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I was born in 1977 in London, but grew up in Norwich, once the second biggest city in the UK, but now just the quietly-confident capital of East Anglia. When I moved to Cambridge, to study for my degree in English at King's College, few people I met had even heard of Norwich, which is probably a very good thing.

I went to Fairway First and Middle Schools, and then to Eaton (City of Norwich) School, a comprehensive. I didn't enjoy school very much, especially secondary school. I found the emphasis on exams, rules, and conformism rather oppressive, since it seemed to leave little room for creativity. Two writers that I learnt about in A-level sociology wrote about the politics of education very perceptively, Paul Willis in 'Learning to Labour' and Ivan Illich in 'Deschooling Society' - although both are a little out of date now, the basic ideas are ones that I applaud. Like my parents, my sociology and history teachers all encouraged me to look at the world critically and never blindly accept the status quo. I really enjoyed what I studied at A-level, it was just the rest of the school 'system' that I found difficult to deal with!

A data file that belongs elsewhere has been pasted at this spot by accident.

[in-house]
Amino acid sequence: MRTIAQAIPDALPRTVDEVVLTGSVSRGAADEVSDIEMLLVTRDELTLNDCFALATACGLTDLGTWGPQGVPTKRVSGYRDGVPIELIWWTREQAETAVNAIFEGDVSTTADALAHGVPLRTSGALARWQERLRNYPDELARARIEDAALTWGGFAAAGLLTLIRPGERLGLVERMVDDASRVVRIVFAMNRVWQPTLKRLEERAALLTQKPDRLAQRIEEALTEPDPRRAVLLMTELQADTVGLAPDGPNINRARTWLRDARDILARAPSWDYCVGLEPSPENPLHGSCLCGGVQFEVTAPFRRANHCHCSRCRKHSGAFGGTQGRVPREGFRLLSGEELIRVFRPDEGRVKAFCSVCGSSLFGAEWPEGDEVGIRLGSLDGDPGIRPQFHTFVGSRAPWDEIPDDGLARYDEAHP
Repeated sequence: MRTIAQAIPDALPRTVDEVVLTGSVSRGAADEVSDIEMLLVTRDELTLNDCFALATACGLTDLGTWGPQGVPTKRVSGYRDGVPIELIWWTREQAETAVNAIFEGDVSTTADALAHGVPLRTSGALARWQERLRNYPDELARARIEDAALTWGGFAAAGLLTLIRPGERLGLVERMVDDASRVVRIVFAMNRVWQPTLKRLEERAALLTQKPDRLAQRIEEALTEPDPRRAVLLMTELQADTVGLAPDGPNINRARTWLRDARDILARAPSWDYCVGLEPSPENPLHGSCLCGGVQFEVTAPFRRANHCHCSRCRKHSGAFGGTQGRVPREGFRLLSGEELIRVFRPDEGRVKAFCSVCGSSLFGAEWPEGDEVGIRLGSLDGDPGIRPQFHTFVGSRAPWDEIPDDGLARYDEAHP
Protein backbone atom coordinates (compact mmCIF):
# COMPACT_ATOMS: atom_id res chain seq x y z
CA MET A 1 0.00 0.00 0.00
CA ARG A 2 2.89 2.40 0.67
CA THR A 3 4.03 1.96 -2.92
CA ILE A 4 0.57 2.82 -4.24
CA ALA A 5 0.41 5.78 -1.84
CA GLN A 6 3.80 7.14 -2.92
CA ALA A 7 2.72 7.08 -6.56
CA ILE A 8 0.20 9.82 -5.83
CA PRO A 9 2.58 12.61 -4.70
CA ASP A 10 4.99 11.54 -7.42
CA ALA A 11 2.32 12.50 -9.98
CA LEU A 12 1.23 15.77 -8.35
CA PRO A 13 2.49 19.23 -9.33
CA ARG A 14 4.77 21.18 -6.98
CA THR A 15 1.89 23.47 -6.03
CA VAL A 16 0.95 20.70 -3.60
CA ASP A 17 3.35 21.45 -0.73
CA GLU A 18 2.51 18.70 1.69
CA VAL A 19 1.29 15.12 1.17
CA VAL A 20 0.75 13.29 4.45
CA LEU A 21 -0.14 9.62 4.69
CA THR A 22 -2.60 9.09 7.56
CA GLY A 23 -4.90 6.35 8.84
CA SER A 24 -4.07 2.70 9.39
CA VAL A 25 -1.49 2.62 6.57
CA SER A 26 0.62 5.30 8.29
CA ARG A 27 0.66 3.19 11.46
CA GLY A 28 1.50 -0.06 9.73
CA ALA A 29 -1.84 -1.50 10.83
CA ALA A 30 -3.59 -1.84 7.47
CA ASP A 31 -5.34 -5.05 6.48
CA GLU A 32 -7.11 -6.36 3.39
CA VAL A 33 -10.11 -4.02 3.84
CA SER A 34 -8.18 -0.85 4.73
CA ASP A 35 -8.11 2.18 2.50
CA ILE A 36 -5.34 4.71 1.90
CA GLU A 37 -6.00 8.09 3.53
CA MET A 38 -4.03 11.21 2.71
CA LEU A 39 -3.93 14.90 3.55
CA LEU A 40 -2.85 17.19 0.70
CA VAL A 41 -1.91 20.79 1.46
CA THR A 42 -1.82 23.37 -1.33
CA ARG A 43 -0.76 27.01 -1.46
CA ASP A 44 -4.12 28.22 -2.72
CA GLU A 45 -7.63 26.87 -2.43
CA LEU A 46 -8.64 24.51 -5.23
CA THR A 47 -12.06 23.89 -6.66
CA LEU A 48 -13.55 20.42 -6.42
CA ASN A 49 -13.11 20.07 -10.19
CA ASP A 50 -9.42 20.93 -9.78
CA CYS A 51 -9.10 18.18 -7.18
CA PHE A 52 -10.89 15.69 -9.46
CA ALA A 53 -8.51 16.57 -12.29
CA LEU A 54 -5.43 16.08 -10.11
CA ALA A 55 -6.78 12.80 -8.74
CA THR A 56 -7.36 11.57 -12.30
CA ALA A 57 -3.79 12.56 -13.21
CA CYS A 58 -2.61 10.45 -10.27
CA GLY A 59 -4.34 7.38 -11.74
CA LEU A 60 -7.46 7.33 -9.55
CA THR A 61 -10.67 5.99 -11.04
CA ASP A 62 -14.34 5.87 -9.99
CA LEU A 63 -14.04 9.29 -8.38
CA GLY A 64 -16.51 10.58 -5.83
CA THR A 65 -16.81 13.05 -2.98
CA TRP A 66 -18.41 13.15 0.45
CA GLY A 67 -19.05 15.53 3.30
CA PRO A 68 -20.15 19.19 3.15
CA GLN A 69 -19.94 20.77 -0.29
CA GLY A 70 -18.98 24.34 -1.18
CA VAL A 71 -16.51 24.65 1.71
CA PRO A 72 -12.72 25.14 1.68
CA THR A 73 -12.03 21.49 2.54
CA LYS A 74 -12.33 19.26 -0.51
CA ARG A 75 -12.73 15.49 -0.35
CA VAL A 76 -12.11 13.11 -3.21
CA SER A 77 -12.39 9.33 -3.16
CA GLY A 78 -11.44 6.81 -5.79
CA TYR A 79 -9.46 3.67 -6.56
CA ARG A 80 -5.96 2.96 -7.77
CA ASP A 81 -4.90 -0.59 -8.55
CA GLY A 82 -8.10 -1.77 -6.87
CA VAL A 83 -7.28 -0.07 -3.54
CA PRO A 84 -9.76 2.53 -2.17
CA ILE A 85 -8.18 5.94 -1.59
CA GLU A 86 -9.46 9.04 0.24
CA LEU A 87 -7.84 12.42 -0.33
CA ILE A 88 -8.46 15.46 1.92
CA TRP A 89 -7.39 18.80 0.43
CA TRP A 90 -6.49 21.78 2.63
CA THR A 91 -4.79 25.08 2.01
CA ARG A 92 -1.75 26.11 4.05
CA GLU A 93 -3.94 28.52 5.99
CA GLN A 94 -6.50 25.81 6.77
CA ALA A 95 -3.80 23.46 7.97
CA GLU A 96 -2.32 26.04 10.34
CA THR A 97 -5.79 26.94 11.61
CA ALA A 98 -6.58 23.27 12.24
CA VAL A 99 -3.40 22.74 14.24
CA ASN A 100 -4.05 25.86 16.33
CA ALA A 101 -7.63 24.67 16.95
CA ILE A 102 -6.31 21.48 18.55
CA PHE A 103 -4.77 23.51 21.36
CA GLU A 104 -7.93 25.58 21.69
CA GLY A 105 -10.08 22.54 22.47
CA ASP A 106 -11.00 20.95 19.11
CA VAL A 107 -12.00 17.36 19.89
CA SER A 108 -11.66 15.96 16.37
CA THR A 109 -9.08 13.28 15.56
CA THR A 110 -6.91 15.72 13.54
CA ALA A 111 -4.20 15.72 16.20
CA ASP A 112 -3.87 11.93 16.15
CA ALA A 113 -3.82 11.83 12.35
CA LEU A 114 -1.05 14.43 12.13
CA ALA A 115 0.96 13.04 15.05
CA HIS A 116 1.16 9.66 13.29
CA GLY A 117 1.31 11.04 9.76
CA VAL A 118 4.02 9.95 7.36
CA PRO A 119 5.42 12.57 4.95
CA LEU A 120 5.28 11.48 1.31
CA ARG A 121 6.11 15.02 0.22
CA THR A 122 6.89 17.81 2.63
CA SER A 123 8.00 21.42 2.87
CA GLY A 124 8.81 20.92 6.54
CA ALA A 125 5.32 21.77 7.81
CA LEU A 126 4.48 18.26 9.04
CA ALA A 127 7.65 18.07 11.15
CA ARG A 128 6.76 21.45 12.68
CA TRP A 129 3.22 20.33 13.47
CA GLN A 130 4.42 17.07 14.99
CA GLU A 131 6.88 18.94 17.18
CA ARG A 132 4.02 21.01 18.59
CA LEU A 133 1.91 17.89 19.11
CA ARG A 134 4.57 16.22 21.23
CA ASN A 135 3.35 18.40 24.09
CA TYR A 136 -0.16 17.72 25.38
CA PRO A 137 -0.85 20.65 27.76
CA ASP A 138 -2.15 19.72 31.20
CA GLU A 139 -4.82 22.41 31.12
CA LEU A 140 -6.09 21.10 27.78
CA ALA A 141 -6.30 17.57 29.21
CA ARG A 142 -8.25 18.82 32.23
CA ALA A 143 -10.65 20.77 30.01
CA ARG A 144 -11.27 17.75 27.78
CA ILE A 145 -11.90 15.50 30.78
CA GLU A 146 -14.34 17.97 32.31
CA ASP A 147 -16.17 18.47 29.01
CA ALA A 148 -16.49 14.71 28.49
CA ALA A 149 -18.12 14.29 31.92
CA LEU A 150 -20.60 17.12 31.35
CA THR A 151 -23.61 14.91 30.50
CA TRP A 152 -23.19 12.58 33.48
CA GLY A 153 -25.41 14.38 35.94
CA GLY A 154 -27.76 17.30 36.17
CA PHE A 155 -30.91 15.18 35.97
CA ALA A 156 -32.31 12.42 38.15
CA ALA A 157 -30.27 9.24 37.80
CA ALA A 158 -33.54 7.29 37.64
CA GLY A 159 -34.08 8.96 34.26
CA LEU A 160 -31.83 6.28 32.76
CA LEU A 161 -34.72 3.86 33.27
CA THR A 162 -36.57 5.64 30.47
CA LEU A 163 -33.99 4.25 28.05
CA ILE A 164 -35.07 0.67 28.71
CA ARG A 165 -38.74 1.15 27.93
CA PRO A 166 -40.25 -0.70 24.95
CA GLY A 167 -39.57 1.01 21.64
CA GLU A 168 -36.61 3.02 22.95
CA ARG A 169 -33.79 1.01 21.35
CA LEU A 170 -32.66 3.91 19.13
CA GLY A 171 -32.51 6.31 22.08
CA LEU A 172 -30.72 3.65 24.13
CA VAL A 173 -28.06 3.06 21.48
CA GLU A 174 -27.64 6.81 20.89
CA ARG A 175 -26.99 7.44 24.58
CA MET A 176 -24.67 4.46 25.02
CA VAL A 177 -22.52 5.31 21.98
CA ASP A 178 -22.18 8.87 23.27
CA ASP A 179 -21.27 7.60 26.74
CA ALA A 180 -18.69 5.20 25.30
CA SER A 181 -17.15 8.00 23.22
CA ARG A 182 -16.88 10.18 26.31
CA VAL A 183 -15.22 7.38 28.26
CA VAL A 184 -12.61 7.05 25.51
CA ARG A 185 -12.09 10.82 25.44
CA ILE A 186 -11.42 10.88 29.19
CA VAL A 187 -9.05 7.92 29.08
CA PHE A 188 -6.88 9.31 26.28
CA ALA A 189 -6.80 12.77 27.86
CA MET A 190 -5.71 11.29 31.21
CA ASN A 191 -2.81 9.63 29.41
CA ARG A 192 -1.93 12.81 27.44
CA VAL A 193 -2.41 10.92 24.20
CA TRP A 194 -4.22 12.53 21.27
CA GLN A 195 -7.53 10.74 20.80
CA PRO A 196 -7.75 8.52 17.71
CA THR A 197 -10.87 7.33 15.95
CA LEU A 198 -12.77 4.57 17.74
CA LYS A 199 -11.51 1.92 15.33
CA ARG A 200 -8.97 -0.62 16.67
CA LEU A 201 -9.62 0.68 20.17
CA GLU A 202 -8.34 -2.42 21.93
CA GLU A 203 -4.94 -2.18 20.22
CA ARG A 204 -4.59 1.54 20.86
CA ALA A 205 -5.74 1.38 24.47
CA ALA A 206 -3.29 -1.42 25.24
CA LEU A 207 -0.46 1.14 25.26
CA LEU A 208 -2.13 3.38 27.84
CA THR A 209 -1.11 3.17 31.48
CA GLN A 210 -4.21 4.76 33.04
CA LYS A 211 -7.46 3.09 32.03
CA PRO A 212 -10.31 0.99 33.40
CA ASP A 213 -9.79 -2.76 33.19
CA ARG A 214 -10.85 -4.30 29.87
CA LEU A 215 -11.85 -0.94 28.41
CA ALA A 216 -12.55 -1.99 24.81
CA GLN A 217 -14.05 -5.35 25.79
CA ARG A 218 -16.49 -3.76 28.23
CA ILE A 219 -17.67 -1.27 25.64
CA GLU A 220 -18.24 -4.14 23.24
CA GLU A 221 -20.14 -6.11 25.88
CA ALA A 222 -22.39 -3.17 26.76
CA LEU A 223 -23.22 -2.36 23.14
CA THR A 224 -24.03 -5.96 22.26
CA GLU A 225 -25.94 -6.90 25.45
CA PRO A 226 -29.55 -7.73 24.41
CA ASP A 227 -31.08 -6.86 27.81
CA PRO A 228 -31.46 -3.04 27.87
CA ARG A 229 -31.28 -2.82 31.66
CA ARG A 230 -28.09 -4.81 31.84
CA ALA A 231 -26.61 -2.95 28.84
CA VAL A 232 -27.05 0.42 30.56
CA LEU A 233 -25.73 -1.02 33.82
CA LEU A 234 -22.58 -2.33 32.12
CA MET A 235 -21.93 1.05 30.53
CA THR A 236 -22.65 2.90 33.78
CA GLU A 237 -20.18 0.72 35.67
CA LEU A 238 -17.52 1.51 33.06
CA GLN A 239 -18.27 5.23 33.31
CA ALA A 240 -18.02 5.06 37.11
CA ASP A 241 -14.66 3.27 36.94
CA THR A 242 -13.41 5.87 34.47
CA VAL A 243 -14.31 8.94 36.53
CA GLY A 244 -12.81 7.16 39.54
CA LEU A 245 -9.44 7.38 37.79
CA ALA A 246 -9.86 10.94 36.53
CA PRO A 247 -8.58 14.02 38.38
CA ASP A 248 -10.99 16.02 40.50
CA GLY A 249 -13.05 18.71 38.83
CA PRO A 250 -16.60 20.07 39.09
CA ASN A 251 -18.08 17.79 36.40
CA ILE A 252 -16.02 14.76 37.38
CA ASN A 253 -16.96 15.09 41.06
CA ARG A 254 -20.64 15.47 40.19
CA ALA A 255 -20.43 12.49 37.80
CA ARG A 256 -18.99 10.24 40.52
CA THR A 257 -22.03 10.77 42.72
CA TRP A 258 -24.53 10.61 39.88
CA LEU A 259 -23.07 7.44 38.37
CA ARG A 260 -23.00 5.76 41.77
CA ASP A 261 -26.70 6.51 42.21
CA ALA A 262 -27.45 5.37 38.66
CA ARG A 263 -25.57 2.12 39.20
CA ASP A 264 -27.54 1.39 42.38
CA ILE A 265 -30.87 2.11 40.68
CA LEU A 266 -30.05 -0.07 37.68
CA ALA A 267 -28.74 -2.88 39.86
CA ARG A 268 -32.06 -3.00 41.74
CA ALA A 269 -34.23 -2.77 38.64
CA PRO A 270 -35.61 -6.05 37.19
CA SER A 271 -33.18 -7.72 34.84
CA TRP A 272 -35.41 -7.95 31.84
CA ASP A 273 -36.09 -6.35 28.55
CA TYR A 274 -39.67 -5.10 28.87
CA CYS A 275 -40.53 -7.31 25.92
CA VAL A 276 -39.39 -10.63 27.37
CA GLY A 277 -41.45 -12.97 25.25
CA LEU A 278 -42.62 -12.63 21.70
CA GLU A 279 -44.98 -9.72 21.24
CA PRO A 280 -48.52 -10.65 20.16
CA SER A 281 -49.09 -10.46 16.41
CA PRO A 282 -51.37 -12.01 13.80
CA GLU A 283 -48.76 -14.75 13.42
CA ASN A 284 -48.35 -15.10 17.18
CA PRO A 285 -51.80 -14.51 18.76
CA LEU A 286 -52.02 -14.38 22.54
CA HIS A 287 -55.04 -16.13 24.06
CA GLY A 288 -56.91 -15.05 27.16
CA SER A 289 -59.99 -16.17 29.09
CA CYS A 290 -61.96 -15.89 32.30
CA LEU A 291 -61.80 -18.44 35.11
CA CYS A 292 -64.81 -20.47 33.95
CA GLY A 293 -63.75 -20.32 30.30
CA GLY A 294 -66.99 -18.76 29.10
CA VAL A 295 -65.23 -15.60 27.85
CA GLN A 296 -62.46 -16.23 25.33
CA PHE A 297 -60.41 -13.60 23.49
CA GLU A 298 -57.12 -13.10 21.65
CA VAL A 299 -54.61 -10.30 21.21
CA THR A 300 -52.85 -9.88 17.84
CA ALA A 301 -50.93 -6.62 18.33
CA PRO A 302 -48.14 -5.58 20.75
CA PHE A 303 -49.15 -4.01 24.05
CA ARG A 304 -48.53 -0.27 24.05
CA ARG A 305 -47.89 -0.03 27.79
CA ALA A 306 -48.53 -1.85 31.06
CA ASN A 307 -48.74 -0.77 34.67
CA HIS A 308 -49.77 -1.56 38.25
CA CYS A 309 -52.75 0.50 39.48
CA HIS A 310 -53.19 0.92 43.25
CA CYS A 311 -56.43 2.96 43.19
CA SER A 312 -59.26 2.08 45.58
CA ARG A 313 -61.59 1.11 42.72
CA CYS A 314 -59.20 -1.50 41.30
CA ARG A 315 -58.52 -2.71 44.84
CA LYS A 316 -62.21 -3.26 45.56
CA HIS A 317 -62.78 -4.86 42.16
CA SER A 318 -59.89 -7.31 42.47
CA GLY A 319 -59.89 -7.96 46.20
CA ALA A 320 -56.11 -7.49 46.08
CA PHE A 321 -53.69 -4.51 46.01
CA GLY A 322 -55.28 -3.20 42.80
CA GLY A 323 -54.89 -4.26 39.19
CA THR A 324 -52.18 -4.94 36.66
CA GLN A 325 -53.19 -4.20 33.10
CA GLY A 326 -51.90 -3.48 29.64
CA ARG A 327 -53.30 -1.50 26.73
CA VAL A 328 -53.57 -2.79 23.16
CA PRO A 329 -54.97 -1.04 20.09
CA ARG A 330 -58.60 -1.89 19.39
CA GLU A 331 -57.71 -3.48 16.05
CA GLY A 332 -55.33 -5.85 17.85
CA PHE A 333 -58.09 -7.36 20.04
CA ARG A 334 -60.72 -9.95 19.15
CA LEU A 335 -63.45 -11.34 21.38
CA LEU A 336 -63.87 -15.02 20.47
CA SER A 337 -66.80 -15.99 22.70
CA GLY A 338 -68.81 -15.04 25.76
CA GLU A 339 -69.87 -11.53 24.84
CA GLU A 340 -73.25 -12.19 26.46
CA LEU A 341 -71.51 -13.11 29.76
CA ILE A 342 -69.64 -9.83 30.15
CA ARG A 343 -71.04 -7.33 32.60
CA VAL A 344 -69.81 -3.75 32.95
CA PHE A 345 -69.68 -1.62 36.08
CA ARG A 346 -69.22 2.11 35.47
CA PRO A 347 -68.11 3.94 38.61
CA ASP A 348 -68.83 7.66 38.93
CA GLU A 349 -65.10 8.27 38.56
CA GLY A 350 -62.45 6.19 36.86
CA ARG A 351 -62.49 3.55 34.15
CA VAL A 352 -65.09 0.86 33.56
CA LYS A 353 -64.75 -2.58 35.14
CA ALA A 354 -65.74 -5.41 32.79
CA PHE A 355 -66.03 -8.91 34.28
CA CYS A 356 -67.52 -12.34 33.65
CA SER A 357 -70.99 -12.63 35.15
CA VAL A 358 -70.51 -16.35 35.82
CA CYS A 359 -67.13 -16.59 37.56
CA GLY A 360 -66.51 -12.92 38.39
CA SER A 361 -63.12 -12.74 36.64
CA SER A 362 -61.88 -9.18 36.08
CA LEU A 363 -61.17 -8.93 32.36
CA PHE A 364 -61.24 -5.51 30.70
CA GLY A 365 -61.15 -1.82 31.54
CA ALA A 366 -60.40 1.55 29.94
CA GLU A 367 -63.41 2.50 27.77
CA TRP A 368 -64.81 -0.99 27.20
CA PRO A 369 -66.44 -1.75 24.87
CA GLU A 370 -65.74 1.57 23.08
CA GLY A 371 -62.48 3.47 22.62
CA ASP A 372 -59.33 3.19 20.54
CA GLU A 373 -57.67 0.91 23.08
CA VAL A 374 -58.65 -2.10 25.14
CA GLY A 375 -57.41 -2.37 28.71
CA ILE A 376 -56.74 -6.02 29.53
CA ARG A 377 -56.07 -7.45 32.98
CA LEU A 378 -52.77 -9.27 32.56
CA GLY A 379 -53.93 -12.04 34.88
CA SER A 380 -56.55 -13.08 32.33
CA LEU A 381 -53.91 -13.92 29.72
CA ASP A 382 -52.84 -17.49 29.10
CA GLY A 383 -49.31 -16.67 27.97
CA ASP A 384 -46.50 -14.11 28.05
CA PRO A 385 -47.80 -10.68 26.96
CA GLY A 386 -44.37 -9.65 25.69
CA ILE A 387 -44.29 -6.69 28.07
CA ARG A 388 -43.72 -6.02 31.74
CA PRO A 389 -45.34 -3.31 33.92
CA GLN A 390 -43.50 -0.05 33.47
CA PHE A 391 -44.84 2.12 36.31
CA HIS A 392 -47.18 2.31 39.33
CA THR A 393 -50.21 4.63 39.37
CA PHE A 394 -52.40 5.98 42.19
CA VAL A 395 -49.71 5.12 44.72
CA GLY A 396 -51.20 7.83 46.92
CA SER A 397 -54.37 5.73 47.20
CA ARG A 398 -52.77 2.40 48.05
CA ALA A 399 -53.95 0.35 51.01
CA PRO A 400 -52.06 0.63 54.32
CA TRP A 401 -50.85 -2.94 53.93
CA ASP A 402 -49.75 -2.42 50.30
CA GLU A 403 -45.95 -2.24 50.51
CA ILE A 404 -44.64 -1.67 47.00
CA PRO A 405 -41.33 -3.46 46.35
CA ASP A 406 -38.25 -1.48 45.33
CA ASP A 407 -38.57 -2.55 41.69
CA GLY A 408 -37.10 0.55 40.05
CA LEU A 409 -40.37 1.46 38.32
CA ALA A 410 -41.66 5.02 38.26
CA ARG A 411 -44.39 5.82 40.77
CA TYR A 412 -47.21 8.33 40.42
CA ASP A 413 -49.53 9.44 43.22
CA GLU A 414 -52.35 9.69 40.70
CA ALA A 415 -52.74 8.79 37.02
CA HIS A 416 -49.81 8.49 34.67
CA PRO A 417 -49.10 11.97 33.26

I was very idealistic as a teenager (probably a backlash against the Thatcher era) and took political issues very seriously. I found the apathy of a lot of my peers very frustrating, and still do, although several of my friends, Daniel Blaney, Polly Cobb, Martin Lucas-Smith, more than make up for that apathy through their relentless political enthusiasm. When were at college, Daniel always used to try and flog copies of Socialist Campaign Group News to all and sundry, and successfully campaigned to get the Morning Star delivered to the bar.

Over the years I have been a fervent believer (albeit not much of a campaigner) in lots of different (and often conflicting) issues: animal rights, feminism, hard-left socialism.... I am still proud to call myself a feminist, but my opinions regarding my other old causes have mellowed somewhat - probably very fortunate for those around me!

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Suepages :   © Sue Thomas :   Cambridge, August 2000